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Jonathan Jenkins Ichikawa
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Cambridge University Press (1996)
Sydney Shoemaker is one of the most influential philosophers currently writing on philosophy of mind and metaphysics. The essays in this collection deal with the way in which we know our own minds, and with the nature of those mental states of which we have our most direct conscious awareness. Professor Shoemaker opposes the 'inner sense' conception of introspective self-knowledge. He defends the view that perceptual and sensory states have non-representational features - 'qualia' - that determine what it is like to have them. Amongst the other topics covered are the unity of consciousness, and the idea that the 'first-person perspective' gives a privileged route to philosophical understanding of the nature of mind. This major collection is sure to prove invaluable to all advanced students of the philosophy of mind and cognitive science.
|Keywords||Philosophy of mind Self (Philosophy Consciousness Perspective (Philosophy|
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|Call number||BD418.3.S54 1996|
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Citations of this work BETA
Peter Carruthers (2009). How We Know Our Own Minds: The Relationship Between Mindreading and Metacognition. Behavioral and Brain Sciences 32 (2):121.
Alex Byrne (2011). Transparency, Belief, Intention. Aristotelian Society Supplementary Volume 85 (1):201-221.
Laura Klaming & Pim Haselager (2013). Did My Brain Implant Make Me Do It? Questions Raised by DBS Regarding Psychological Continuity, Responsibility for Action and Mental Competence. Neuroethics 6 (3):527-539.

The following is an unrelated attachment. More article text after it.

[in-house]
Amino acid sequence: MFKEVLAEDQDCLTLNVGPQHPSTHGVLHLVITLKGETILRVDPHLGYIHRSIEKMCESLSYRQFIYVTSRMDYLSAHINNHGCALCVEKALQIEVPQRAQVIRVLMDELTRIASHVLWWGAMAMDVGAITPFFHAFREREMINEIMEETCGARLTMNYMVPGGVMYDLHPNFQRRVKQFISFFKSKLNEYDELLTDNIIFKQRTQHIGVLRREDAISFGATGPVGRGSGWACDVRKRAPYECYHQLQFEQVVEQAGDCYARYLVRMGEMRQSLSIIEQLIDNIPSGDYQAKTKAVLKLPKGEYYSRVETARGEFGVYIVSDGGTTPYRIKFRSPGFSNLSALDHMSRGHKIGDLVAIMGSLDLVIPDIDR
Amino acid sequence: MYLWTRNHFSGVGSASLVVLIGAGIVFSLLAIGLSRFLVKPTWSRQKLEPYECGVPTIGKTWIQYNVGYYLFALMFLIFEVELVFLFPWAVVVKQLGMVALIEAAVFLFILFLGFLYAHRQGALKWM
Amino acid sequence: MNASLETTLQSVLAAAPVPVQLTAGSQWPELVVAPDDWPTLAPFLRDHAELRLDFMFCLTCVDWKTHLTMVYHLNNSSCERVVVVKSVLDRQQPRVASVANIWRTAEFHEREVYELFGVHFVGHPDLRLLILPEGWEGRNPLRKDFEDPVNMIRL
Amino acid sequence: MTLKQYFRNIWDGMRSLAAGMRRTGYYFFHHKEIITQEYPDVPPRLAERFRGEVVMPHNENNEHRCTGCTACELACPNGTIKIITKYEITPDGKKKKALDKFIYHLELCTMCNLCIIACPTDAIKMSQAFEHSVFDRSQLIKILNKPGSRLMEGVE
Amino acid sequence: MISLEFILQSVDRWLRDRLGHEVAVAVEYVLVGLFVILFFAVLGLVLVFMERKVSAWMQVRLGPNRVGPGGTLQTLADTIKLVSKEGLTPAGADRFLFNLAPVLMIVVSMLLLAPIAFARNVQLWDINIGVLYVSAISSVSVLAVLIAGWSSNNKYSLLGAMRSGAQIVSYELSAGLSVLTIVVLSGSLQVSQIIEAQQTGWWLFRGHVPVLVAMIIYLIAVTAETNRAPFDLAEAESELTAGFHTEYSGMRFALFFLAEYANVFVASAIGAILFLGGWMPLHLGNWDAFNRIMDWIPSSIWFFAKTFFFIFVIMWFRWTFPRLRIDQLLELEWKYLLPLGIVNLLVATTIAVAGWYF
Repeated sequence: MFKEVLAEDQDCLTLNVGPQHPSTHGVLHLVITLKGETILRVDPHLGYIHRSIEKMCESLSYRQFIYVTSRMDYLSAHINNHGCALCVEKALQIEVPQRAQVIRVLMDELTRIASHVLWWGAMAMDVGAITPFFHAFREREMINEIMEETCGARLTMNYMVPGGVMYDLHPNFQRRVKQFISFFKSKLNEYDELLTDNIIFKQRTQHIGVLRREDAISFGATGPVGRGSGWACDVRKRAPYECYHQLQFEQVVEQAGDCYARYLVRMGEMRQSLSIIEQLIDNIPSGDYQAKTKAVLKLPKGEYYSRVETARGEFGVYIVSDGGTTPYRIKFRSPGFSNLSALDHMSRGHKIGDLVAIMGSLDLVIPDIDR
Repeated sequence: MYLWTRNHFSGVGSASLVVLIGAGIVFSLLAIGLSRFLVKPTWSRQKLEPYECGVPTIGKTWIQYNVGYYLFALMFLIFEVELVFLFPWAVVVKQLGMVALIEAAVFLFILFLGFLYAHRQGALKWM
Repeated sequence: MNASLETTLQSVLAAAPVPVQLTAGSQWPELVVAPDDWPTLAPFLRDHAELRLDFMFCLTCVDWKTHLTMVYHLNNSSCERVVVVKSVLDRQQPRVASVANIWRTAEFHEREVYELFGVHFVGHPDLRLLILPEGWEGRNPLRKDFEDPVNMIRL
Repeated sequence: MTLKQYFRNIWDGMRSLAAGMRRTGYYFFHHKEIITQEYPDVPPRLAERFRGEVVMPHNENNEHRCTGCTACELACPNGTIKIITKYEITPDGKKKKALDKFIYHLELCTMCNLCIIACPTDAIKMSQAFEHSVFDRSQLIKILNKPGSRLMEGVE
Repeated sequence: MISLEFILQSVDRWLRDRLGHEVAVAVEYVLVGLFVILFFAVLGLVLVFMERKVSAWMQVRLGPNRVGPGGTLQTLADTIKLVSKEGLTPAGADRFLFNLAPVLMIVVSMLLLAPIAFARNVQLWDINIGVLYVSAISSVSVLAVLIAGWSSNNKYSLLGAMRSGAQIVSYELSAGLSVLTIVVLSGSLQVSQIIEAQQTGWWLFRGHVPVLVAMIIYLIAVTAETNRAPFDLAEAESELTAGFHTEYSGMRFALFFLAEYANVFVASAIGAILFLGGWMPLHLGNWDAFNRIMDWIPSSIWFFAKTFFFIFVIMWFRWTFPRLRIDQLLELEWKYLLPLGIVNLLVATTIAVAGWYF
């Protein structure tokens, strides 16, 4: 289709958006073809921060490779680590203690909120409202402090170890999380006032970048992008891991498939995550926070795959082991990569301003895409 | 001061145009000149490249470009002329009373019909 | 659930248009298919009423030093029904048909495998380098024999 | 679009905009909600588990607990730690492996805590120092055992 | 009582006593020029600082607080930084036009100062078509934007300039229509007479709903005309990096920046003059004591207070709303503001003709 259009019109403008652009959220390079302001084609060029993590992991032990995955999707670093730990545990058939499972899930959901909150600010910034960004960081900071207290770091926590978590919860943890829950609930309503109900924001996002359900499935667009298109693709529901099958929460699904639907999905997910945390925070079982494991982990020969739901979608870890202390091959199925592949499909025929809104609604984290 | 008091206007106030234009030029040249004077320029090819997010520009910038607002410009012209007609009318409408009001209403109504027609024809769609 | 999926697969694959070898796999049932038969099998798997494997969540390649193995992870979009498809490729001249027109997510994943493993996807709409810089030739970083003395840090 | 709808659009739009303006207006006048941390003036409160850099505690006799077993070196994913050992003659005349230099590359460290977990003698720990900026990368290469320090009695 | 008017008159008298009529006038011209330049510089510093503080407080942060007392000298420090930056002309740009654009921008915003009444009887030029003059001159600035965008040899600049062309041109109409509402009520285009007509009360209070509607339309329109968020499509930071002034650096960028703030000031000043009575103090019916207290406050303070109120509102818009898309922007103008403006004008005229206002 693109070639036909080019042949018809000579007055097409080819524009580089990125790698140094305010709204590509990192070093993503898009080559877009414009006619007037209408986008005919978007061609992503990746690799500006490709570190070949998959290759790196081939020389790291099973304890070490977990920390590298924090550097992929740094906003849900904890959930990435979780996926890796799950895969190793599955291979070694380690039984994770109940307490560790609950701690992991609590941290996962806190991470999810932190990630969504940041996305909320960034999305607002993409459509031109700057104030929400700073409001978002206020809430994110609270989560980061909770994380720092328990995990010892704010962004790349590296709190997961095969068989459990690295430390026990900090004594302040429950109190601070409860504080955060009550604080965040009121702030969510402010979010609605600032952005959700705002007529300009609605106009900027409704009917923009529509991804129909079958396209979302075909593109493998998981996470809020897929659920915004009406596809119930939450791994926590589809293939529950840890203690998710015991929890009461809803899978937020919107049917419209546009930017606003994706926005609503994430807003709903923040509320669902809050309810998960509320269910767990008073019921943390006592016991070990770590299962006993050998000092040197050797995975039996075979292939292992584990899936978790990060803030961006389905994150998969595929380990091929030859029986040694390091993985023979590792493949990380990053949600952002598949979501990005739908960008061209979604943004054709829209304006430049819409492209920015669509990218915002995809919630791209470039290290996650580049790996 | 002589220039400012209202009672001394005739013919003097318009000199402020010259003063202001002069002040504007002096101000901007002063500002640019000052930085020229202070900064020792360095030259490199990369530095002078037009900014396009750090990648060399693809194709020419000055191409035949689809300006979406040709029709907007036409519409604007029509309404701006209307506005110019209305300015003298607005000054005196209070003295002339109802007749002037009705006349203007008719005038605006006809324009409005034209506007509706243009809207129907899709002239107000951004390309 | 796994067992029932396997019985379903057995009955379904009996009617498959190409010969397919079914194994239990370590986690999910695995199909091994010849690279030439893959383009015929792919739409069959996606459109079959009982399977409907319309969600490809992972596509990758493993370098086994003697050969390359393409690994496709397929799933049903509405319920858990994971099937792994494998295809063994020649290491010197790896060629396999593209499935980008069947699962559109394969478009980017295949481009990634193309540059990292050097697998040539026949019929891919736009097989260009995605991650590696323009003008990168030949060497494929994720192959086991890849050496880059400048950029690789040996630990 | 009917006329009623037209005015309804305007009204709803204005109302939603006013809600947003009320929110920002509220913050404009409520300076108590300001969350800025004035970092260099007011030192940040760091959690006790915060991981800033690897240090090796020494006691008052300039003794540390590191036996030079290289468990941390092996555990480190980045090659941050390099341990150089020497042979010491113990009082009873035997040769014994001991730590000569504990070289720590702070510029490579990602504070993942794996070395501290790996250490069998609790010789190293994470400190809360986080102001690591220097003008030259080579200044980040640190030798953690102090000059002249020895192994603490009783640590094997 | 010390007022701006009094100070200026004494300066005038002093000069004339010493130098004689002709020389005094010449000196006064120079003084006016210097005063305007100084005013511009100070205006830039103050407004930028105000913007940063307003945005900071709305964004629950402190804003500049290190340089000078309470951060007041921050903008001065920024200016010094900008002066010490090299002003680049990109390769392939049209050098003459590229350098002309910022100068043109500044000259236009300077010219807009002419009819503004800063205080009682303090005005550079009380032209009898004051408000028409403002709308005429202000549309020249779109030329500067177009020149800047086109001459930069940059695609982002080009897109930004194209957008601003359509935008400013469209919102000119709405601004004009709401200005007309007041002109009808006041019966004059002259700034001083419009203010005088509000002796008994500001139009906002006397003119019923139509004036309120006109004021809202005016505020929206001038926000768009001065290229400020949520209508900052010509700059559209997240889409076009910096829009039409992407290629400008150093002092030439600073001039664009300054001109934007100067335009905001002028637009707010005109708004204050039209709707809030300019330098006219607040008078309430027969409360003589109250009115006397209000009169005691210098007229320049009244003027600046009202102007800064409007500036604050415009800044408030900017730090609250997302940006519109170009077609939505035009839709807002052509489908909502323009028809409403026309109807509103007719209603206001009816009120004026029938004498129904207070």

Terry Horgan & Uriah Kriegel (2007). Phenomenal Epistemology: What is Consciousness That We May Know It so Well? Philosophical Issues 17 (1):123-144.
Matthew Kennedy (2009). Heirs of Nothing: The Implications of Transparency. Philosophy and Phenomenological Research 79 (3):574-604.
Similar books and articles
Sydney Shoemaker (2003). Identity, Cause, and Mind: Philosophical Essays. Oxford University Press.
Sydney Shoemaker (1996). Unity of Consciousness and Consciousness of Unity. In The First-Person Perspective and Other Essays. Cambridge University Press
Lynne Rudder Baker (2007). Naturalism and the First-Person Perspective. In Georg Gasser (ed.), How Successful is Naturalism? Publications of the Austrian Ludwig Wittgenstein Society. Ontos Verlag
Thomas Natsoulas (2001). On the Intrinsic Nature of States of Consciousness: Attempted Inroads From the First Person Perspective. Journal of Mind and Behavior 22 (3):219-248.
Michael Pauen (2012). The Second-Person Perspective. Inquiry 55 (1):33 - 49.
Sydney Shoemaker (1994). The First-Person Perspective. Proceedings and Addresses of the American Philosophical Association 68 (2):7-22.
Guido Melchior (2011). Privileges of First-Person Reference and of Third-Person Reference. Acta Analytica 26 (1):37-52.
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